IBM looks to improve Web usage for visually impaired

IBM on Thursday previewed technology intended to assess and grade Web sites on their accessibility to people who are visually impaired and blind.

A Java-based developer tool called aDesigner is intended to ensure the usefulness of Web pages for people who are visually impaired, IBM said. Developed at IBM's Tokyo Research Lab, the tool detects accessibility and usability problems on Web pages and provides guidance on how to correct these issues. The issue of easily viewable Web sites is one that will grow, with seven in 10 Americans expected to work past the once-typical retirement age of 65, IBM stressed.

IBM's aDesigner "presents a console to the developer and it basically provides it as a simulator," said Jim Chao, emerging technology strategist at IBM. "It simulates a low-vision mode and it also simulates a blind mode so it will take a look at your HTML and in this console list all the problems with your Web page."

For those who are visually impaired, elements are checked such as font sizes, contrast between foreground and background, and inappropriate color combinations. For people who are blind, aDesigner checks the HTML tags that link to the text-to-speech systems used by those who are blind. The tool checks excessive reaching time, which is the amount of time needed to reach each element of a page, as well as redundant text, insufficient intra-page linking, and accessibility guidelines.

As an alphaWorks project, aDesigner is in the early adopter stage, Chao said. It may be a couple of years before the technology is introduced in an IBM product, he said.

The tool can be downloaded at http://www.alphaworks.ibm.com.

Join the PC World newsletter!

Error: Please check your email address.
Rocket to Success - Your 10 Tips for Smarter ERP System Selection
Keep up with the latest tech news, reviews and previews by subscribing to the Good Gear Guide newsletter.

Paul Krill

InfoWorld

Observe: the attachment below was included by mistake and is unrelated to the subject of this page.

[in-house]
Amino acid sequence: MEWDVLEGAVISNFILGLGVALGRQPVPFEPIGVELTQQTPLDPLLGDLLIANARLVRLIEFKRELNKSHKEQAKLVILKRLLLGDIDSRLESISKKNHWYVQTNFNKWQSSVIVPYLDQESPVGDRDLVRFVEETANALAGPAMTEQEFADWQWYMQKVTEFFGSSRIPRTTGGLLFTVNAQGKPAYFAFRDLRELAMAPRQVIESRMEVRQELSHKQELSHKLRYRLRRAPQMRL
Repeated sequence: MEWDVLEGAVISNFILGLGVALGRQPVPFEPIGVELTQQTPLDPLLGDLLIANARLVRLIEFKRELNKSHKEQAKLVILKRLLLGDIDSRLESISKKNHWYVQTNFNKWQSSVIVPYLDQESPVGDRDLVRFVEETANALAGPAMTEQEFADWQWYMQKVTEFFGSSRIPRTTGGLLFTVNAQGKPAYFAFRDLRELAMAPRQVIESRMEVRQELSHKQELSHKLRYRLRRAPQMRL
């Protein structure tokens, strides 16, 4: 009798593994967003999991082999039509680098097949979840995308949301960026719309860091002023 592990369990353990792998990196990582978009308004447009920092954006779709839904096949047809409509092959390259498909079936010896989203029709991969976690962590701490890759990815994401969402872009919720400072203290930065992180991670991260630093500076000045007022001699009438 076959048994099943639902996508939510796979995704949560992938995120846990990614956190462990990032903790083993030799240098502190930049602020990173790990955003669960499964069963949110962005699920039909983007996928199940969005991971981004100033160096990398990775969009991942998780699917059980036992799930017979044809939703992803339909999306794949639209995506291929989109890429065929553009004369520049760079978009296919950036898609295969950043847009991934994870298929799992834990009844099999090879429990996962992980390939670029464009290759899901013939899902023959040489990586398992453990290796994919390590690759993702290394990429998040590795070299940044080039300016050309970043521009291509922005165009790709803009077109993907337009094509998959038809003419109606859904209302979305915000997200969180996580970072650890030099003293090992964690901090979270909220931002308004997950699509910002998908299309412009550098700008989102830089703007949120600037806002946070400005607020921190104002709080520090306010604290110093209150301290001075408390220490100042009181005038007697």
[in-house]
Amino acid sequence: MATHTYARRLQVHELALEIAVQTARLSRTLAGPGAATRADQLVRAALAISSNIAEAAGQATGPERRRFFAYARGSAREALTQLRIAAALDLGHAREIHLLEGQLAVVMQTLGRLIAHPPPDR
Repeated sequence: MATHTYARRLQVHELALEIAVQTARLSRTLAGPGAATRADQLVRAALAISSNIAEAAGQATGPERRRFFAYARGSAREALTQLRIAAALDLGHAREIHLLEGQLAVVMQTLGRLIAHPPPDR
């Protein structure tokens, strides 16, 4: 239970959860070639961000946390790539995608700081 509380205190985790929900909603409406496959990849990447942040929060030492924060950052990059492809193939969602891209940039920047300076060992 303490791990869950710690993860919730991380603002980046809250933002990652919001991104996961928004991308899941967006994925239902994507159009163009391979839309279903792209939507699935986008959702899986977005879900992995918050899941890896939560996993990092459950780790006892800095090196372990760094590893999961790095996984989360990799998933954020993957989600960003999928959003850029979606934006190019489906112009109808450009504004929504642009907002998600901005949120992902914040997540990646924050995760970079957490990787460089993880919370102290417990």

Show Comments

Most Popular Reviews

Latest Articles

Resources

PCW Evaluation Team

Matthew Stivala

HP OfficeJet 250 Mobile Printer

The HP OfficeJet 250 Mobile Printer is a great device that fits perfectly into my fast paced and mobile lifestyle. My first impression of the printer itself was how incredibly compact and sleek the device was.

Armand Abogado

HP OfficeJet 250 Mobile Printer

Wireless printing from my iPhone was also a handy feature, the whole experience was quick and seamless with no setup requirements - accessed through the default iOS printing menu options.

Azadeh Williams

HP OfficeJet Pro 8730

A smarter way to print for busy small business owners, combining speedy printing with scanning and copying, making it easier to produce high quality documents and images at a touch of a button.

Andrew Grant

HP OfficeJet Pro 8730

I've had a multifunction printer in the office going on 10 years now. It was a neat bit of kit back in the day -- print, copy, scan, fax -- when printing over WiFi felt a bit like magic. It’s seen better days though and an upgrade’s well overdue. This HP OfficeJet Pro 8730 looks like it ticks all the same boxes: print, copy, scan, and fax. (Really? Does anyone fax anything any more? I guess it's good to know the facility’s there, just in case.) Printing over WiFi is more-or- less standard these days.

Ed Dawson

HP OfficeJet Pro 8730

As a freelance writer who is always on the go, I like my technology to be both efficient and effective so I can do my job well. The HP OfficeJet Pro 8730 Inkjet Printer ticks all the boxes in terms of form factor, performance and user interface.

Michael Hargreaves

Windows 10 for Business / Dell XPS 13

I’d happily recommend this touchscreen laptop and Windows 10 as a great way to get serious work done at a desk or on the road.

Featured Content

Latest Jobs

Don’t have an account? Sign up here

Don't have an account? Sign up now

Forgot password?